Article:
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I Got Paid (Barely) to Take Surveys

Not+every+survey+is+a+perfect+fit%2C+but+here+is+%240.02.+
Not every survey is a perfect fit, but here is $0.02.

Not every survey is a perfect fit, but here is $0.02.

Not every survey is a perfect fit, but here is $0.02.

Penny Hoarders is a website that shares advice on how to save and make extra money, and it recommended participating in surveys in its article, “32 Legitimate Ways to Make Money at Home.”

Challenge accepted. I was stoked at the idea that I could make money at off-hours. 

For five days I devoted two hours each day to filling out endless questionnaires that paid me – sometimes with many pennies – for my endless opinions. In the end, I took 51 surveys for 11 hours and earned $10.22. The goal was to make $10, enough to redeem a $10 gift card from Best Buy. It would go toward 12 percent of a $79.99 Apple iPhone 8 LifeProof case.

Despite my big winnings, the experience was a redundant daily chore that I would dread writing down in my daily “to-dos.” It felt like a real job with no payout.

I found out early in the game that one can make money at a graceful slow aging and steady pace, with 90 percent of the time I only made $0.02 off surveys. Going into this I was trying to figure out a strategy, “What was the catch?” I knew companies spend big budgets on marketing and research to help boost sales.

Fired up to make some money, the first survey I took I didn’t meet the requirements. It booted me out and told me, “Hi there, not every survey is a perfect fit … you weren’t a perfect match for this survey but we have credited you $0.02 for your time and effort.” Slightly let down, they recommended me another one. Though “recommended” didn’t mean I was more compatible, it was just to get me to participate in more.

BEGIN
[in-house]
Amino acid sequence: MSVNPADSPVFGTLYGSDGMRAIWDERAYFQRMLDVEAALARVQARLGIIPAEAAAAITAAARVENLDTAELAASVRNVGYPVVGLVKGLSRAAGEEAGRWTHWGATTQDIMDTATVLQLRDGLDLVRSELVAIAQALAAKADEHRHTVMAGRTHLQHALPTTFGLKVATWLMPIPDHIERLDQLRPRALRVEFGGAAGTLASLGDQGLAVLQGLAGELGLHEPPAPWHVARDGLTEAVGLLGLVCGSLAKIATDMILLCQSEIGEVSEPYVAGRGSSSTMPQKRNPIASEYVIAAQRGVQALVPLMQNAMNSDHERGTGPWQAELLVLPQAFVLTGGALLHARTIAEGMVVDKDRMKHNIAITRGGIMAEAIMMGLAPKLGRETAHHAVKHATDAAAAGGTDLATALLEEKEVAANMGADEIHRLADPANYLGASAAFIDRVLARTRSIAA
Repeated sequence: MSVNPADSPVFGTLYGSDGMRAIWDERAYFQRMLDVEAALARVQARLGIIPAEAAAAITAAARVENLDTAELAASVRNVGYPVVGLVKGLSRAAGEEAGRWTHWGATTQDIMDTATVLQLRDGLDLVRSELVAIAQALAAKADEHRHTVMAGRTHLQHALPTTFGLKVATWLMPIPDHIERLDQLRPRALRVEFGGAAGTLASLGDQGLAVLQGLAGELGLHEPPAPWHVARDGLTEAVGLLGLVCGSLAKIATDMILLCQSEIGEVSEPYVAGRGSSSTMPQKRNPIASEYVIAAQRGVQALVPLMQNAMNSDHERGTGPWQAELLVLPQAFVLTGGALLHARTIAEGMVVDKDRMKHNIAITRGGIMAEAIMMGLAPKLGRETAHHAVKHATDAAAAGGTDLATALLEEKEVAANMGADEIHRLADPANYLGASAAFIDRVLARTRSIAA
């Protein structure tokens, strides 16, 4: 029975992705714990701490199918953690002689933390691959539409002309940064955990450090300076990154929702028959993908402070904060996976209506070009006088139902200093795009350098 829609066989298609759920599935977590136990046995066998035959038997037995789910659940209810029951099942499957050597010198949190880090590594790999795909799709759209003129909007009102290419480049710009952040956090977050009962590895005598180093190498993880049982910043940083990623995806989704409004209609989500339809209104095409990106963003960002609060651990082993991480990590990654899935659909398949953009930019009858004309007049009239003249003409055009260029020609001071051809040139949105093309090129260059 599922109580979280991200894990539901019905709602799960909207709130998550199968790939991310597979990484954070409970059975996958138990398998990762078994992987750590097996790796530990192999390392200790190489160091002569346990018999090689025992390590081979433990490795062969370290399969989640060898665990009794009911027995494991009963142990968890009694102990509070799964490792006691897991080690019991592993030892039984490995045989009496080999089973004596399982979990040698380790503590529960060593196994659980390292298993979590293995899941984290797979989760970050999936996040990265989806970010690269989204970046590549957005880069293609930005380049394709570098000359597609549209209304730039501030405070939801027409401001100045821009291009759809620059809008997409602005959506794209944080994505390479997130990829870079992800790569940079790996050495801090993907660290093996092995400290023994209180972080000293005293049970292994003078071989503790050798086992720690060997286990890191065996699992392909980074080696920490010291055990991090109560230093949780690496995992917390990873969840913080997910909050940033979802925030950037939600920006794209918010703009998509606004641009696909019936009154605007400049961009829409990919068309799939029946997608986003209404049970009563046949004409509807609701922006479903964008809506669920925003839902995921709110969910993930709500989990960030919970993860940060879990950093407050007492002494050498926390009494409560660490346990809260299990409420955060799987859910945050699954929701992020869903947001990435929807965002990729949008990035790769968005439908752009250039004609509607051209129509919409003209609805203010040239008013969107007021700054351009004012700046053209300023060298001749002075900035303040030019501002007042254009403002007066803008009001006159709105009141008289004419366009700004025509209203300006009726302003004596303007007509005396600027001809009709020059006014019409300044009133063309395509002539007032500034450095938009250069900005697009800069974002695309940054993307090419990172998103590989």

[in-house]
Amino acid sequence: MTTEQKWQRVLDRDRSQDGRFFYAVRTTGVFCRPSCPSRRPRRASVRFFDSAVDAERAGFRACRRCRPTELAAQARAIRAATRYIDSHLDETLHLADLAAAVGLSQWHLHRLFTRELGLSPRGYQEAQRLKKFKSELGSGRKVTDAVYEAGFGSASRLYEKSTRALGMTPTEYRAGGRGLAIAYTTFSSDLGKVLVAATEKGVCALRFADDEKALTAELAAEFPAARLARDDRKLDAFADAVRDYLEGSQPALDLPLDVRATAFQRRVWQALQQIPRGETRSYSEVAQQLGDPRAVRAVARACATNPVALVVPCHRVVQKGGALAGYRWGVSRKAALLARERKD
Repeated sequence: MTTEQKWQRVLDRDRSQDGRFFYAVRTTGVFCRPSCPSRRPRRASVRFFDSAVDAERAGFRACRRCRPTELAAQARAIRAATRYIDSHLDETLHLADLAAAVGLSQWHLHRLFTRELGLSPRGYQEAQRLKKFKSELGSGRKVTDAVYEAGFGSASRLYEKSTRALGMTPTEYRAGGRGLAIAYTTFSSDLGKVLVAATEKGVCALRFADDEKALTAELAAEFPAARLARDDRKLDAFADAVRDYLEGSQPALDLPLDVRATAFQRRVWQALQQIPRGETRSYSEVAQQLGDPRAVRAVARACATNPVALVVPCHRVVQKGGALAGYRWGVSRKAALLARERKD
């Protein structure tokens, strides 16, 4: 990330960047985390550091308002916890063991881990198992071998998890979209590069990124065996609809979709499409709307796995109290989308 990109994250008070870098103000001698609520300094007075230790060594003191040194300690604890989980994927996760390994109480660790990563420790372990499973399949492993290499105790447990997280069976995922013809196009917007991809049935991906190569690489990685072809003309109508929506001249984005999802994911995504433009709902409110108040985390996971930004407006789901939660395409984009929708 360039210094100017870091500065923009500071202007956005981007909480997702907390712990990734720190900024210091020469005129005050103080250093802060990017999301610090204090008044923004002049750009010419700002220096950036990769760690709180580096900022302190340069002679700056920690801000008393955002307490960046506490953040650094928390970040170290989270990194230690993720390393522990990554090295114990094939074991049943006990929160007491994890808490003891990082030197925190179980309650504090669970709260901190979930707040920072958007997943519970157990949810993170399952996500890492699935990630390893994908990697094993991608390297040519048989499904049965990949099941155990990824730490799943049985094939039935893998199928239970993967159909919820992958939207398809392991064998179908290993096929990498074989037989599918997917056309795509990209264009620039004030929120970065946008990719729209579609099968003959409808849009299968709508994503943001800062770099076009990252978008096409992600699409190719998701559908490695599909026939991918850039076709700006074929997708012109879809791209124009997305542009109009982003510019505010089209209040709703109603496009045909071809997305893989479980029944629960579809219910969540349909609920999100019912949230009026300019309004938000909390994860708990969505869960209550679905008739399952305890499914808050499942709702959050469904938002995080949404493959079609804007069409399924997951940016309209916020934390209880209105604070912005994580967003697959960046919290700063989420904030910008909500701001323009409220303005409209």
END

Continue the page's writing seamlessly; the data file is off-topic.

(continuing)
I took a survey that was originally worth $0.36, I answered 80 questions until getting kicked out. I was appalled to see the message on the screen, “Thank you for trying out our survey.” “Sorry, but you do not meet the study requirements.” I took my bittersweet $0.02 and proceeded to take more surveys.      

On the third and fourth survey of the fourth day, I got some excitement. The third survey was about protein supplements usage while working out, and I made $1.04. The fourth survey was even better. It hauled in a nice $2.24, simply for answering questions about customer experience at Wendy’s. It was my favorite of all because it was executed like a video game. I threw up my arms with delight, I was so excited I made $3.28 in two surveys in a row.

The second after realizing the embarrassment that I just got overly excited about making $3.28, I then proceeded to take more.   

On the final day, I made the most off a survey. It was for Microsoft Office software products. It was engaging and interesting, it had me compare and give feedback on product content with questions like, “Which images are visually pleasing?” As enjoyable as it was to take it, the reward of $2.56 was even better.

Classmate Jorge Santos looked over my shoulder and pressured me to make up my answers. This is advised not to do, but we tried it anyway and it backfired with a gain of $0.02.

By the end, I was pretty burnt out. It was a drag to find the motivation to make the two-hour minimum requirement with the streak of receiving only $0.02 for almost every single survey.

Though it seems easy and a fast way to make an extra buck, be ready for a lot of rejection and some two cents. My grandfather is 77-years-old and works every single day for our family business, Pawaa Plumbing. He told me when I was younger, “You have to get your hands dirty to find the treasure, bumbai waste time.”

Filling out these surveys made me appreciate the part-time job that pays me nearly more than $100 in one shift compared to slaving away for 11 hours, a boatload of redundant multiple choice answers and ending with a whopping total of $10.22. 

Try it out and get paid take surveys too at Earning Station. 

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I Got Paid (Barely) to Take Surveys